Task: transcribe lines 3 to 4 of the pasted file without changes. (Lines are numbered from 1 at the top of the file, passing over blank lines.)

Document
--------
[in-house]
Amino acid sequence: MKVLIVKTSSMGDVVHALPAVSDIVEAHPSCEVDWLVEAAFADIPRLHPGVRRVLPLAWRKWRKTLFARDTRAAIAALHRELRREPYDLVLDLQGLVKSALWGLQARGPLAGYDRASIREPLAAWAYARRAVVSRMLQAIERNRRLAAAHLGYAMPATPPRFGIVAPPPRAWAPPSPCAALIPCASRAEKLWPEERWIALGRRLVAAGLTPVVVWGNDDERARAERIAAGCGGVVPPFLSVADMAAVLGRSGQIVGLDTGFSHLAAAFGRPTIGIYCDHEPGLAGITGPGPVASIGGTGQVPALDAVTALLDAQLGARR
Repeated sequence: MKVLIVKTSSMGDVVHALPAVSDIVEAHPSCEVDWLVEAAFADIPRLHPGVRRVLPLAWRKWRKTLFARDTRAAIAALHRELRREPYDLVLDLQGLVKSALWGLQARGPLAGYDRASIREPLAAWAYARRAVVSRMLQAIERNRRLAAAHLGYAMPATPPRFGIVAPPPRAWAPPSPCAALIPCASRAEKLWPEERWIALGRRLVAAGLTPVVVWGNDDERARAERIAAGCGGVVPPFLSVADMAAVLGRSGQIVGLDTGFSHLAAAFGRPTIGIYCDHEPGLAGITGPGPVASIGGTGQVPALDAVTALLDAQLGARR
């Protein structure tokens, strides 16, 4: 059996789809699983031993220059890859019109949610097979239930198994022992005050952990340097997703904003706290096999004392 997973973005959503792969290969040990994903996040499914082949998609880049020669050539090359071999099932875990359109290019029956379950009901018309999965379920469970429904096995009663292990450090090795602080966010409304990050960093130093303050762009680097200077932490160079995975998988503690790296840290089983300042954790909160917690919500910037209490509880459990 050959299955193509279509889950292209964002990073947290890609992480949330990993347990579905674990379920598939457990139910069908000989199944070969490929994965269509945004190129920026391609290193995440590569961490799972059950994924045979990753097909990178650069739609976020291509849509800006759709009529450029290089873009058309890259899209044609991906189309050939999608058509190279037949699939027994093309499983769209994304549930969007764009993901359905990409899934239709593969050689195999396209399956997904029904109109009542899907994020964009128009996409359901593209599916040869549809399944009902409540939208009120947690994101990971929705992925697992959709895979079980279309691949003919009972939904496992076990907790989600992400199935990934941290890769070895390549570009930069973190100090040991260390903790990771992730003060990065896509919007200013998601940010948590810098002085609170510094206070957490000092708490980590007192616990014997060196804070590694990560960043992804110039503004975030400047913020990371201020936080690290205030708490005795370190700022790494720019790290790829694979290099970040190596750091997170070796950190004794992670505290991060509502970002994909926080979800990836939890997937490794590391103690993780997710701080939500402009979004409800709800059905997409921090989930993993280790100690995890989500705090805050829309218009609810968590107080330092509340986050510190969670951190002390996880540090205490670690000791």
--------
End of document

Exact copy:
Repeated sequence: MKVLIVKTSSMGDVVHALPAVSDIVEAHPSCEVDWLVEAAFADIPRLHPGVRRVLPLAWRKWRKTLFARDTRAAIAALHRELRREPYDLVLDLQGLVKSALWGLQARGPLAGYDRASIREPLAAWAYARRAVVSRMLQAIERNRRLAAAHLGYAMPATPPRFGIVAPPPRAWAPPSPCAALIPCASRAEKLWPEERWIALGRRLVAAGLTPVVVWGNDDERARAERIAAGCGGVVPPFLSVADMAAVLGRSGQIVGLDTGFSHLAAAFGRPTIGIYCDHEPGLAGITGPGPVASIGGTGQVPALDAVTALLDAQLGARR
């Protein structure tokens, strides 16, 4: 059996789809699983031993220059890859019109949610097979239930198994022992005050952990340097997703904003706290096999004392 997973973005959503792969290969040990994903996040499914082949998609880049020669050539090359071999099932875990359109290019029956379950009901018309999965379920469970429904096995009663292990450090090795602080966010409304990050960093130093303050762009680097200077932490160079995975998988503690790296840290089983300042954790909160917690919500910037209490509880459990 050959299955193509279509889950292209964002990073947290890609992480949330990993347990579905674990379920598939457990139910069908000989199944070969490929994965269509945004190129920026391609290193995440590569961490799972059950994924045979990753097909990178650069739609976020291509849509800006759709009529450029290089873009058309890259899209044609991906189309050939999608058509190279037949699939027994093309499983769209994304549930969007764009993901359905990409899934239709593969050689195999396209399956997904029904109109009542899907994020964009128009996409359901593209599916040869549809399944009902409540939208009120947690994101990971929705992925697992959709895979079980279309691949003919009972939904496992076990907790989600992400199935990934941290890769070895390549570009930069973190100090040991260390903790990771992730003060990065896509919007200013998601940010948590810098002085609170510094206070957490000092708490980590007192616990014997060196804070590694990560960043992804110039503004975030400047913020990371201020936080690290205030708490005795370190700022790494720019790290790829694979290099970040190596750091997170070796950190004794992670505290991060509502970002994909926080979800990836939890997937490794590391103690993780997710701080939500402009979004409800709800059905997409921090989930993993280790100690995890989500705090805050829309218009609810968590107080330092509340986050510190969670951190002390996880540090205490670690000791």